Writer Response Theory – social bookmarking

Posted by jerry on February 11th, 2007 — Posted in Journal, New media, Writing

The concept of referencing is ancient – and goes back at least to Akkadian times on cuneiform tablets. Between notions of body-as-text and and the emergence of social virtual worlds, like Second Life, it is perhaps not too surprising that Web2 provides a whole new dimension to social referencing – and social bookmarking, whether through shared possessions via Amazon or LibraryThing or through the varieties of online community that emerged in the last decade of the 20th century, through to YouTube and Flikr.

One aspect that characterises the new web is the increasing capacity to annotate or edit socially written texts – through wikis or collaborative projects, such as those referenced in Mark Marina’s ‘Marginalia in the library of babel‘ project. Diigo software adds a further dimension to social bookmarking:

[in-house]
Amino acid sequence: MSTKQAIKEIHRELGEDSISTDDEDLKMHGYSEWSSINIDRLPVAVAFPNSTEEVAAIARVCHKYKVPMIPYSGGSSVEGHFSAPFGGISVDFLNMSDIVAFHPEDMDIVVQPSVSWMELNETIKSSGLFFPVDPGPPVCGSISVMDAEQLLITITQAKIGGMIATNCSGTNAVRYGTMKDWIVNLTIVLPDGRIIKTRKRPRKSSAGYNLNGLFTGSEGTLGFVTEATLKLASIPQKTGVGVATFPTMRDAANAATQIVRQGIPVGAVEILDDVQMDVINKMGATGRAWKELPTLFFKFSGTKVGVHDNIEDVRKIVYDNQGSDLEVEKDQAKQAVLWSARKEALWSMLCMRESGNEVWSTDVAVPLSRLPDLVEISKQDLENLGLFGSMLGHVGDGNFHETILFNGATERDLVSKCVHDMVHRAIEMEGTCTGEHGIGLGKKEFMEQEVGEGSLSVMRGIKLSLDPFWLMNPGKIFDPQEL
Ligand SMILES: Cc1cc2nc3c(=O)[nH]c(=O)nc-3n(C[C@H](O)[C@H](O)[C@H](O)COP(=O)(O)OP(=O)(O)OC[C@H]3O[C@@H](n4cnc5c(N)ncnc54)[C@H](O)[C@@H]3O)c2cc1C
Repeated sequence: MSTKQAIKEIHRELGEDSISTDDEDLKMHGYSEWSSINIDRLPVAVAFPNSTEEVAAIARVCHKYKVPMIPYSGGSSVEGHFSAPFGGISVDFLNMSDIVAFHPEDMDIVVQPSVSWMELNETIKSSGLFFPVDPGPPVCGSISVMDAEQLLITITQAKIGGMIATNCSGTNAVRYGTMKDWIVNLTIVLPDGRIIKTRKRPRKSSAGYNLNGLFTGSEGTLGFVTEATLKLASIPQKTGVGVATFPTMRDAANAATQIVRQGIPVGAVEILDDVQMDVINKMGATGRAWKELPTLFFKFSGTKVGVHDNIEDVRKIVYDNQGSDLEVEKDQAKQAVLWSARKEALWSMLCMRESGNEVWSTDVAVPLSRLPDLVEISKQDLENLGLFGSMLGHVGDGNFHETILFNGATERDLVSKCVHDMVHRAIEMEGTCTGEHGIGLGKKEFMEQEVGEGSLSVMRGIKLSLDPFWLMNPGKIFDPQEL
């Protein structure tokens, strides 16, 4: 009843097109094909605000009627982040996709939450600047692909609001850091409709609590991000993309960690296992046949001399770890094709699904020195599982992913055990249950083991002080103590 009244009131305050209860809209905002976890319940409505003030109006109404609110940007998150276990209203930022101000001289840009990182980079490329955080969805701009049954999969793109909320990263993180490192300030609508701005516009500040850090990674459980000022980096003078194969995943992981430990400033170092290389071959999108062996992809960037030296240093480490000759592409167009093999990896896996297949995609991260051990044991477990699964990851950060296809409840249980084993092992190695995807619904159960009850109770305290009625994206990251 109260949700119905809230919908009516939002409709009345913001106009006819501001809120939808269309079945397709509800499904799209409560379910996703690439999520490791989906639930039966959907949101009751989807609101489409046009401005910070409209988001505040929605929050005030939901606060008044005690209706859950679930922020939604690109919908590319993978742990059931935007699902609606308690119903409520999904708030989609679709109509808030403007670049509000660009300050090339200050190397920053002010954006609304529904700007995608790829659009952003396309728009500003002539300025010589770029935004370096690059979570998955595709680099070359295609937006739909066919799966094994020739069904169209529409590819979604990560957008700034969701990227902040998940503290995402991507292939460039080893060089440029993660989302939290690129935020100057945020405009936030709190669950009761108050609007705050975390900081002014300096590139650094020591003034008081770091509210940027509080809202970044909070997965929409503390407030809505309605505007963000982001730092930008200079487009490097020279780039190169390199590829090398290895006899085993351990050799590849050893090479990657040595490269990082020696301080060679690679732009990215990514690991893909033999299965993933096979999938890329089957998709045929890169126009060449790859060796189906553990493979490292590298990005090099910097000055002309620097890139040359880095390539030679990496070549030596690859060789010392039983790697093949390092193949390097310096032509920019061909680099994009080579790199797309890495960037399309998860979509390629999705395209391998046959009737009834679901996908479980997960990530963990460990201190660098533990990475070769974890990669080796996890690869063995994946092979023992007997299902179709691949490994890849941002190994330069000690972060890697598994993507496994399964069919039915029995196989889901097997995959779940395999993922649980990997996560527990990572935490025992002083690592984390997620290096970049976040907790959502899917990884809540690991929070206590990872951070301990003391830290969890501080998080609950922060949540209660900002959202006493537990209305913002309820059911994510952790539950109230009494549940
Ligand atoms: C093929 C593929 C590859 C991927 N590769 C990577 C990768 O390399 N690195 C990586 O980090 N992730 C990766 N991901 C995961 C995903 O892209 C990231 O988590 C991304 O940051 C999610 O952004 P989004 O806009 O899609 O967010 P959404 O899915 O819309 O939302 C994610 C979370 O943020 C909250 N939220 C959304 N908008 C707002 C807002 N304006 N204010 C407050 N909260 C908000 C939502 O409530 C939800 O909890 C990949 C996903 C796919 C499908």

If social bookmarking allows us to share our library catalogs, social annotation sites allow us to share our libraries complete with their underlinings, highlights, and marginalia.

Marginalia

Web2 has been with us for some time increasing possibilities for social transparency transforming notions of privacy and ownership into a new form of social space and cultural intimacy. This is beautifully illustrated by the short video Web 2.0 … The Machine is Us/ing Us by Michael Wesch

Web2

Many thanks to Angela Thomas for pointing to WRT and for WRT pointing to Professor Wesch’s site – see what I mean?!!

Enjoy
Jerry

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